Malala and family with the Prime Minister – Source: VOA

Who would have thought that we would see the day when Malala would be able to return home?

Well, that day has finally arrived. Reminding the entire patriotic nation of what a traitor she is and has been and that instead of welcoming her back, it is the perfect time to condemn her for being a Western, “Zionist” agent.

Believe it or not, this is the way a good number of social conservative nationalists are actually reacting to Malala Yousafzai returning to Pakistan.

The local conservative media, many of them backed by the military, is actually on the forefront of spreading propaganda against Malala. It is ironic because Malala is used by the military to promote its anti-Taliban stance. There are also no shortages of endorsement of the military by Malala, who tries her best to steer clear of controversy.

The Private School Association has actually declared the day of Malala’s return to be observed as a black day. What is worse, some schools are going as low as forcing young and vulnerable minds to

Here is a little specimen whether you talk about the local schools or some of our conservative nationalist news pundits.

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I am lost for words. The allegation is that Malala has tarnished the image of Pakistan and its armed forces, as heard in this video. Could be but I can hardly recall the last time Malala made a negative statement about Pakistan. Ironically, her returning to Pakistan is one of the rare times when a positive headline about the country made it to the international market. Maybe Malala should change her strategy.

Source: AFP

But of course, when Malala gets together with another alleged “traitor” Sharmeen Obaid-Chinoy, obviously she is going to attract a lot of flak.

The conspiracy theory among Malala-hating social conservative nationalists is that the incident of her getting shot was fake and was set up by the NGO mafia. Apart from the insane fact that Malala will never be the same again and it is a miracle that she is even alive considering the hole the bullets had put in her head, there is one way this “drama” could have actually worked. It has worked in exposing the filth in the collective minds of the conservative nationalist mindset in Pakistan.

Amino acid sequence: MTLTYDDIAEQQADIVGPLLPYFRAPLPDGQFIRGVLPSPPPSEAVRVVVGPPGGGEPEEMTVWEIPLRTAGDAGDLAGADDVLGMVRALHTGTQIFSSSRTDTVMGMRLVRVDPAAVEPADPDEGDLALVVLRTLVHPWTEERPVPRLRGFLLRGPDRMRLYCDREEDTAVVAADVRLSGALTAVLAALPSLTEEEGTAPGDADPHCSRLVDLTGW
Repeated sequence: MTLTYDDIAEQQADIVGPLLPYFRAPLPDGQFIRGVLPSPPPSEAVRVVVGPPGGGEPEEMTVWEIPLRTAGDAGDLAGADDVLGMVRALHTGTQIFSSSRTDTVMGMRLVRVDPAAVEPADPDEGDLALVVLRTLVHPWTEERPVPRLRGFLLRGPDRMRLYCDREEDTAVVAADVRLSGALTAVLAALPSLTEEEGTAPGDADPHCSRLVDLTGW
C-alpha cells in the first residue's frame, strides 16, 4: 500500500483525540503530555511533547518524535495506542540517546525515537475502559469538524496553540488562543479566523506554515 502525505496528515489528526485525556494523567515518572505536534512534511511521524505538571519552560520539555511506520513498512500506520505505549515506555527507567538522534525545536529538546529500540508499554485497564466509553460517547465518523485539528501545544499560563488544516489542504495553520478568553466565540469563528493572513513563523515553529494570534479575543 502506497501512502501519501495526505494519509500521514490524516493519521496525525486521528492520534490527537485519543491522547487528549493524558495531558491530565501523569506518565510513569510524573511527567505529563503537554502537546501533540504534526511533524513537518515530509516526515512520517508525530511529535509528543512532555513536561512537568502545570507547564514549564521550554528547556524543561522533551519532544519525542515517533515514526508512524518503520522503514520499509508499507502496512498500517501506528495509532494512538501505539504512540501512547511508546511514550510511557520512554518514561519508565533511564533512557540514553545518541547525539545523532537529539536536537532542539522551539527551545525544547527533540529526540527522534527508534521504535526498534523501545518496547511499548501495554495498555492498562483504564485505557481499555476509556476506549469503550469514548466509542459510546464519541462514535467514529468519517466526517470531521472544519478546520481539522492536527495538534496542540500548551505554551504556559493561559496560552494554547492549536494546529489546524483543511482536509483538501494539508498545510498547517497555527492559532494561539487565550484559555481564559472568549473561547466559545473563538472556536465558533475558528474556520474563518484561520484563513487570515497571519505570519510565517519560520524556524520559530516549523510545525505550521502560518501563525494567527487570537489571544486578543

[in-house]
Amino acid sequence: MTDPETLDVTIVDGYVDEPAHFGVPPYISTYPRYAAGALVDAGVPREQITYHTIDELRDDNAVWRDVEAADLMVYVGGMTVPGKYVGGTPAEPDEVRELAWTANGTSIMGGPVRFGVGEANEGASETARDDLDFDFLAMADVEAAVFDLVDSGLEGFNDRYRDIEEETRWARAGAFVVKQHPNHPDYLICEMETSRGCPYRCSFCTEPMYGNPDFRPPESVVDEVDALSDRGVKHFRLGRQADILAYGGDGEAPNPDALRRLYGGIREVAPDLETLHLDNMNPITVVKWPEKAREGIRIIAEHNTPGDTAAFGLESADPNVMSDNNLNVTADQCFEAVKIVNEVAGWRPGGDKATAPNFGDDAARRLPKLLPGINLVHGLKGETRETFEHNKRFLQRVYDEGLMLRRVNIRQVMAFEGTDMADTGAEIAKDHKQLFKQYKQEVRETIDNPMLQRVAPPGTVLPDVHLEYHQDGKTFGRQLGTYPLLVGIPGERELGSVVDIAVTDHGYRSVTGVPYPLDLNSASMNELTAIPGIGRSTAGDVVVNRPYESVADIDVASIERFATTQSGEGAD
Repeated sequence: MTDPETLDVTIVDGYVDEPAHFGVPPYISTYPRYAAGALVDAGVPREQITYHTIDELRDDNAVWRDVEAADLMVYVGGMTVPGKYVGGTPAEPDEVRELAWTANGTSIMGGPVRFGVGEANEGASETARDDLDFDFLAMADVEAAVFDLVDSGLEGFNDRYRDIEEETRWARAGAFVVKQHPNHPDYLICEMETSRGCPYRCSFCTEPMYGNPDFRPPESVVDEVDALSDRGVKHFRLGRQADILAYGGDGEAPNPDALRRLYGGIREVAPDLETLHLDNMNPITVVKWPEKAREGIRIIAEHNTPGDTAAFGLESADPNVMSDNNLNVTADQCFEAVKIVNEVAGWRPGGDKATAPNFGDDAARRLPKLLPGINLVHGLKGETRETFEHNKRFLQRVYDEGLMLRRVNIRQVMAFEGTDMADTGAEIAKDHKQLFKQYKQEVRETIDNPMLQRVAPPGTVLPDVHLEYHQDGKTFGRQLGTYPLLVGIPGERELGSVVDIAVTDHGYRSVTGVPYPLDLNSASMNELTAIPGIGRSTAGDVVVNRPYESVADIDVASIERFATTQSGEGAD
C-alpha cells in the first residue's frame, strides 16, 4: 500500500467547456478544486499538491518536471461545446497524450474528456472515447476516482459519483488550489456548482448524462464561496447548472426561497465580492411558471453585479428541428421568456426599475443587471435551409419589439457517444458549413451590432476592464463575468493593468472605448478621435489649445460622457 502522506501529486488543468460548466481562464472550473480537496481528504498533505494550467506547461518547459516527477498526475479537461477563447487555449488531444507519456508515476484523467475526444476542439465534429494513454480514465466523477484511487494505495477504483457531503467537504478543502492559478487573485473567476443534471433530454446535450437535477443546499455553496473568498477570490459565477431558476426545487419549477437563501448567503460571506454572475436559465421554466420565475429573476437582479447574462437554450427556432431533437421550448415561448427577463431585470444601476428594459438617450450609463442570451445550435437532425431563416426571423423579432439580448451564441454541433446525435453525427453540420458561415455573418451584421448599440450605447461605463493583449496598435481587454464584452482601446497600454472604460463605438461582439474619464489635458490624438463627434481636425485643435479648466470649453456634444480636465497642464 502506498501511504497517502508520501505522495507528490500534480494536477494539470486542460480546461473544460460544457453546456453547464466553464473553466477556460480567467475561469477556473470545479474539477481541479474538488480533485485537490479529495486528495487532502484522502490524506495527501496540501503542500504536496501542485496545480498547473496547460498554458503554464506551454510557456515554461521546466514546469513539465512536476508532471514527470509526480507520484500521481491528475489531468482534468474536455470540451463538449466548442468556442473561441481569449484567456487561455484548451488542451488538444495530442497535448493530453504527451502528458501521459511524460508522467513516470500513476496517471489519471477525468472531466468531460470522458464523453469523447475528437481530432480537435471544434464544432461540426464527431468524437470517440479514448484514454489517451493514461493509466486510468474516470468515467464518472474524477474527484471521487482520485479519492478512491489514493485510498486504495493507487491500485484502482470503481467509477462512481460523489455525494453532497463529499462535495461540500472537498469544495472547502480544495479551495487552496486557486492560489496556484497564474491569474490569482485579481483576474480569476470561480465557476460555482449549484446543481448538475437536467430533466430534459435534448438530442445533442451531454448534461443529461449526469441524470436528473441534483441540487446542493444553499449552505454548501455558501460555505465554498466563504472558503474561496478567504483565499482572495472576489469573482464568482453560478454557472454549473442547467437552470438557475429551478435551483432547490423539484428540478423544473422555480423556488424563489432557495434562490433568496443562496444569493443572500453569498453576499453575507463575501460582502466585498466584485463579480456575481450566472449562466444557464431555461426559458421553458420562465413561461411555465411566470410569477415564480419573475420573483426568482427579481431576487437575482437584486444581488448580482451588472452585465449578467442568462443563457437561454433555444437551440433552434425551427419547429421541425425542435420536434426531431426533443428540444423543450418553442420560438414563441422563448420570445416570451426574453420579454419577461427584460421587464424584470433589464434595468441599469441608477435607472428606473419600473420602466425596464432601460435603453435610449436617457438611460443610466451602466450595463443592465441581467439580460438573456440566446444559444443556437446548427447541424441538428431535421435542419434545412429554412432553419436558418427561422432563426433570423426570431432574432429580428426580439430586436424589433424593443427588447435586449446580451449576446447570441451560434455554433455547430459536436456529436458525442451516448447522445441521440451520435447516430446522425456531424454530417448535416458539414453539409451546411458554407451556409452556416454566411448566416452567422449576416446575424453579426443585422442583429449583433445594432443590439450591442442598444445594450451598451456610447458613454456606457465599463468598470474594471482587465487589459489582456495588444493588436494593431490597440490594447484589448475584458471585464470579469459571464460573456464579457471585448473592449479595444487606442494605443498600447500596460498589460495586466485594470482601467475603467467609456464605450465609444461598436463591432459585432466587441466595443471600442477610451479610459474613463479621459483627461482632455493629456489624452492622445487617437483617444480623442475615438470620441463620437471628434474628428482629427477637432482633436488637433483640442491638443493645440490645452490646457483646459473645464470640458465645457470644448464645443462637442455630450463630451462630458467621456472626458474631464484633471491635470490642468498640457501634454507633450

Now imagine if you were a nine year old and were shot by terrorists and were forced to live away from your home for years and would be deprived of a normal childhood. But then again what is the point of arguing with people who are furious that a young girl has returned to her home after forced to leave it for several years.

Calling for Sharia in the Capital

Source: tanzeem.org/Twitter: @syousuf71

To most people in Pakistan, there would be nothing out of the place about demanding Sharia in a country which was made in the name of faith. While a lot of people don’t even agree with the statement that Pakistan was established on the basis of faith but on the basis of the protection of the rights of a community, the distinction does not even matter considering the established narrative in Pakistan.

Throughout the Muslim majority world, you would find Islamist groups blackmailing the local population for enforcing Sharia, the Islamic law that eliminates a likelihood of establishing a fair secular social order and is widely known for persecuting women and minority groups. Granted, you might call for Sharia while also asking for the abolition of any secular order in a country alleged to be created in the name of religion but not in a democracy. Because those calls are by very definition

For the entire past week and even on the day when I write this post, the citizens can see signs from the self-proclaimed revolutionary Islamist group Tanzeem-i-Islami or Islamic Organization with inflammatory messages condemning secularism and democracy and calling for the Caliphate and enforcing theocratic Sharia.